Go: code that grows with grace

Andrew Gerrand

Google Sydney

Video

A video of this talk was recorded at Øredev in Malmö, Sweden in November 2012.

Go

You may have heard of Go.

It's my favorite language. I think you'll like it, too.

What is Go?

An open source (BSD licensed) project:

As of September 2012 we have more than 300 contributors.

Go is about composition

Go is Object Oriented, but not in the usual way.

The result: simple pieces connected by small interfaces.

Go is about concurrency

Go provides CSP-like concurrency primitives.

The result: comprehensible concurrent code.

Go is about gophers

Core values

Go is about composition, concurrency, and gophers.

Keep that in mind.

Hello, go

package main

import "fmt"

func main() {
    fmt.Println("Hello, go")
}

Hello, net

package main

import (
    "fmt"
    "log"
    "net"
)

const listenAddr = "localhost:4000"

func main() {
    l, err := net.Listen("tcp", listenAddr)
    if err != nil {
        log.Fatal(err)
    }
    for {
        c, err := l.Accept()
        if err != nil {
            log.Fatal(err)
        }
        fmt.Fprintln(c, "Hello!")
        c.Close()
    }
}

Interfaces

Hey neato! We just used Fprintln to write to a net connection.

That's because a Fprintln writes to an io.Writer, and net.Conn is an io.Writer.

        fmt.Fprintln(c, "Hello!")
func Fprintln(w io.Writer, a ...interface{}) (n int, err error)
type Writer interface {
    Write(p []byte) (n int, err error)
}
type Conn interface {
    Read(b []byte) (n int, err error)
    Write(b []byte) (n int, err error)
    Close() error
    // ... some additional methods omitted ...
}

An echo server

package main

import (
    "io"
    "log"
    "net"
)

const listenAddr = "localhost:4000"

func main() {
    l, err := net.Listen("tcp", listenAddr)
    if err != nil {
        log.Fatal(err)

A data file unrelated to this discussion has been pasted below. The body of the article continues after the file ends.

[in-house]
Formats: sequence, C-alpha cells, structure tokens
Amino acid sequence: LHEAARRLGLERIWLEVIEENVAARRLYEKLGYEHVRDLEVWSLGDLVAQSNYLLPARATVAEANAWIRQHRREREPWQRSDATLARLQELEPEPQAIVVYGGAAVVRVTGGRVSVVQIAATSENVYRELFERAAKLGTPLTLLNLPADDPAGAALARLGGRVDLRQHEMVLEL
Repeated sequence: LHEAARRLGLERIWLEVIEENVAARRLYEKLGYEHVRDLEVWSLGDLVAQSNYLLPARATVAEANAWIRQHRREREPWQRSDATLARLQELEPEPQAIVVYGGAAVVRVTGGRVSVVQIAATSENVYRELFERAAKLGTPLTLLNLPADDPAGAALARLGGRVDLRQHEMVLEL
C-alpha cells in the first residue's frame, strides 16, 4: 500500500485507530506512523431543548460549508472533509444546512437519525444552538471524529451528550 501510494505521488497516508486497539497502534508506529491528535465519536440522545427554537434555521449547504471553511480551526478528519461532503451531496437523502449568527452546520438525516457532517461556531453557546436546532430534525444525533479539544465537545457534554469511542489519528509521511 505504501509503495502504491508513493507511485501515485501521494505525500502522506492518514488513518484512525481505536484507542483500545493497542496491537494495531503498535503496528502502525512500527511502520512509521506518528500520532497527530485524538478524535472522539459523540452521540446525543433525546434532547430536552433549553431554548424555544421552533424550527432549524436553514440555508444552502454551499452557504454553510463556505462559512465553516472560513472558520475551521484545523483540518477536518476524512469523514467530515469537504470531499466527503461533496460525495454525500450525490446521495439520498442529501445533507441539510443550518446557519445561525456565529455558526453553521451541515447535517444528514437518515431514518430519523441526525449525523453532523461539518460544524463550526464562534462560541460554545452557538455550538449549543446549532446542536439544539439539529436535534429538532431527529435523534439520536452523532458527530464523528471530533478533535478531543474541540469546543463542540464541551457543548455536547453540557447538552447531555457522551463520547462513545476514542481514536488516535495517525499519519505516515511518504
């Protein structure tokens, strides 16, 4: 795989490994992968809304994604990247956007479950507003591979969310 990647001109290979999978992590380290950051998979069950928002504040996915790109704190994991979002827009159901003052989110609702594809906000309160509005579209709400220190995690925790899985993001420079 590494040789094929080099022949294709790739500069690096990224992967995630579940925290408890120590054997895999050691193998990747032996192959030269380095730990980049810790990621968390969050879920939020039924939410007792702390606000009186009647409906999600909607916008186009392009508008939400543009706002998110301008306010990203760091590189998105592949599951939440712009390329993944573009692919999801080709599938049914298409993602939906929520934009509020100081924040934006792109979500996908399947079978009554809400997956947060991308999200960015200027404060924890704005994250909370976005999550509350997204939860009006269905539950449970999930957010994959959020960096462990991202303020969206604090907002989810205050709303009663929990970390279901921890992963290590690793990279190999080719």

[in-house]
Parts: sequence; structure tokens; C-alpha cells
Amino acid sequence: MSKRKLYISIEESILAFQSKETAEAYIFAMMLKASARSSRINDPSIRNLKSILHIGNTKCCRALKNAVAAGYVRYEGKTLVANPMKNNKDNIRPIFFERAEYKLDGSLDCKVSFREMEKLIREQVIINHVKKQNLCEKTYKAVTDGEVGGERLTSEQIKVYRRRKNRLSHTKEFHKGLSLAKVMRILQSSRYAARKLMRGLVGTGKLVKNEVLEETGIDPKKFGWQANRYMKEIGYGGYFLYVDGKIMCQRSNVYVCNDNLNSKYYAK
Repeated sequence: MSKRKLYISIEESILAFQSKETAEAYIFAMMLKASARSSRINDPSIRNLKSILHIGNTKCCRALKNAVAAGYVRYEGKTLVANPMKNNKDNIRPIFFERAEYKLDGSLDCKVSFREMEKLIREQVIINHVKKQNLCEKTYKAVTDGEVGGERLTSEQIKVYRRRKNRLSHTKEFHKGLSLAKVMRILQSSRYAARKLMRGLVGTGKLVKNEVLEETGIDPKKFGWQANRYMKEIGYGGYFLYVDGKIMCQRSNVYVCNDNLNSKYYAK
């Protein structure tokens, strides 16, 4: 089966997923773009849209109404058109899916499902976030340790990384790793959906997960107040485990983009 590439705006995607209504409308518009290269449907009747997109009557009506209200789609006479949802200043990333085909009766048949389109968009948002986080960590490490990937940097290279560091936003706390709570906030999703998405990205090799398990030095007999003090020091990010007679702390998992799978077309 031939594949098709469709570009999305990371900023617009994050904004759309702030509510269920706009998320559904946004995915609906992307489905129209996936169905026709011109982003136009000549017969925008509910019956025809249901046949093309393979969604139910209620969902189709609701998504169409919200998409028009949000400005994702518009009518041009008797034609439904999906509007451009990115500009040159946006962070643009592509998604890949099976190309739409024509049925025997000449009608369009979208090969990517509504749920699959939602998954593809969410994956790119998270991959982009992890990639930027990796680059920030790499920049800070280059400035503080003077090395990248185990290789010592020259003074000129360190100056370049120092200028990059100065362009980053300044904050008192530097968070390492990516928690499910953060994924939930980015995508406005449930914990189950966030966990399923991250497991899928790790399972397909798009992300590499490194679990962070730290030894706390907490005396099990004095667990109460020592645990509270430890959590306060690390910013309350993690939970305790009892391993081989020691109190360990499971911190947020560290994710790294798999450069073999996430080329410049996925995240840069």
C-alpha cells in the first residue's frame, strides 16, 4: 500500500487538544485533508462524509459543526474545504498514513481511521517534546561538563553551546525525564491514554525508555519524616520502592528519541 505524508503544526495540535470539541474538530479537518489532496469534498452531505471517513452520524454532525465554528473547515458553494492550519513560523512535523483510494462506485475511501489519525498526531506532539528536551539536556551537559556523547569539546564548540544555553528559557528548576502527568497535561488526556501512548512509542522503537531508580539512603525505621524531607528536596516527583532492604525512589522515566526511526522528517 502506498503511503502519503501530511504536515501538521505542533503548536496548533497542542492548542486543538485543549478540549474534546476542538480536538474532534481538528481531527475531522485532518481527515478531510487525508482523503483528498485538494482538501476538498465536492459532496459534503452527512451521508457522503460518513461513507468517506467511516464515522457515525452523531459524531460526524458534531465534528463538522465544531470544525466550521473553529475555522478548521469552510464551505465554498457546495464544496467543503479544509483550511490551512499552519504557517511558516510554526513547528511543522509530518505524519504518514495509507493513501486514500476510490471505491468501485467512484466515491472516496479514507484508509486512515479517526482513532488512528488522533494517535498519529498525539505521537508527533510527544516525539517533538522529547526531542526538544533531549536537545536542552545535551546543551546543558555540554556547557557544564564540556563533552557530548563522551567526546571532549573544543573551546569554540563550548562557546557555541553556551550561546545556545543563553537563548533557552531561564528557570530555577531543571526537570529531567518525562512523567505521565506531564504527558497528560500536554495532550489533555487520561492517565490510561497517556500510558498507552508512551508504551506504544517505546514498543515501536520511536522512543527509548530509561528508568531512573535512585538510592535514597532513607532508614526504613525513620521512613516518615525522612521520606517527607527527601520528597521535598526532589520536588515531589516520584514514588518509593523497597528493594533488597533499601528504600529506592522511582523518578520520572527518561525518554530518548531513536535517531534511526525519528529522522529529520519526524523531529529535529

}
    for {
        c, err := l.Accept()
        if err != nil {
            log.Fatal(err)
        }
        io.Copy(c, c)
    }
}

A closer look at io.Copy

        io.Copy(c, c)
// Copy copies from src to dst until either EOF is reached
// on src or an error occurs.  It returns the number of bytes
// copied and the first error encountered while copying, if any.
func Copy(dst Writer, src Reader) (written int64, err error)
type Conn interface {
    Read(b []byte) (n int, err error)
    Write(b []byte) (n int, err error)
    Close() error
    // ... some additional methods omitted ...
}
type Writer interface {
    Write(p []byte) (n int, err error)
}
type Reader interface {
    Read(p []byte) (n int, err error)
}

Goroutines

Goroutines are lightweight threads that are managed by the Go runtime. To run a function in a new goroutine, just put "go" before the function call.

package main

import (
    "fmt"
    "time"
)

func main() {
    go say("let's go!", 3)
    go say("ho!", 2)
    go say("hey!", 1)
    time.Sleep(4 * time.Second)
}

func say(text string, secs int) {
    time.Sleep(time.Duration(secs) * time.Second)
    fmt.Println(text)
}

A concurrent echo server

package main

import (
    "io"
    "log"
    "net"
)

const listenAddr = "localhost:4000"

func main() {
    l, err := net.Listen("tcp", listenAddr)
    if err != nil {
        log.Fatal(err)
    }
    for {
        c, err := l.Accept()
        if err != nil {
            log.Fatal(err)
        }
        go io.Copy(c, c)
    }
}

"Chat roulette"

In this talk we'll look at a simple program, based on the popular "chat roulette" site.

In short:

Design

The chat program is similar to the echo program. With echo, we copy a connection's incoming data back to the same connection.

For chat, we must copy the incoming data from one user's connection to another's.

Copying the data is easy. As in real life, the hard part is matching one partner with another.

Design diagram

Channels

Goroutines communicate via channels. A channel is a typed conduit that may be synchronous (unbuffered) or asynchronous (buffered).

package main

import "fmt"

func main() {
    ch := make(chan int)
    go fibs(ch)
    for i := 0; i < 20; i++ {
        fmt.Println(<-ch)
    }
}

func fibs(ch chan int) {
    i, j := 0, 1
    for {
        ch <- j
        i, j = j, i+j
    }
}

Select

A select statement is like a switch, but it selects over channel operations (and chooses exactly one of them).

package main

import (
    "fmt"
    "time"
)

func main() {
    ticker := time.NewTicker(time.Millisecond * 250)
    boom := time.After(time.Second * 1)
    for {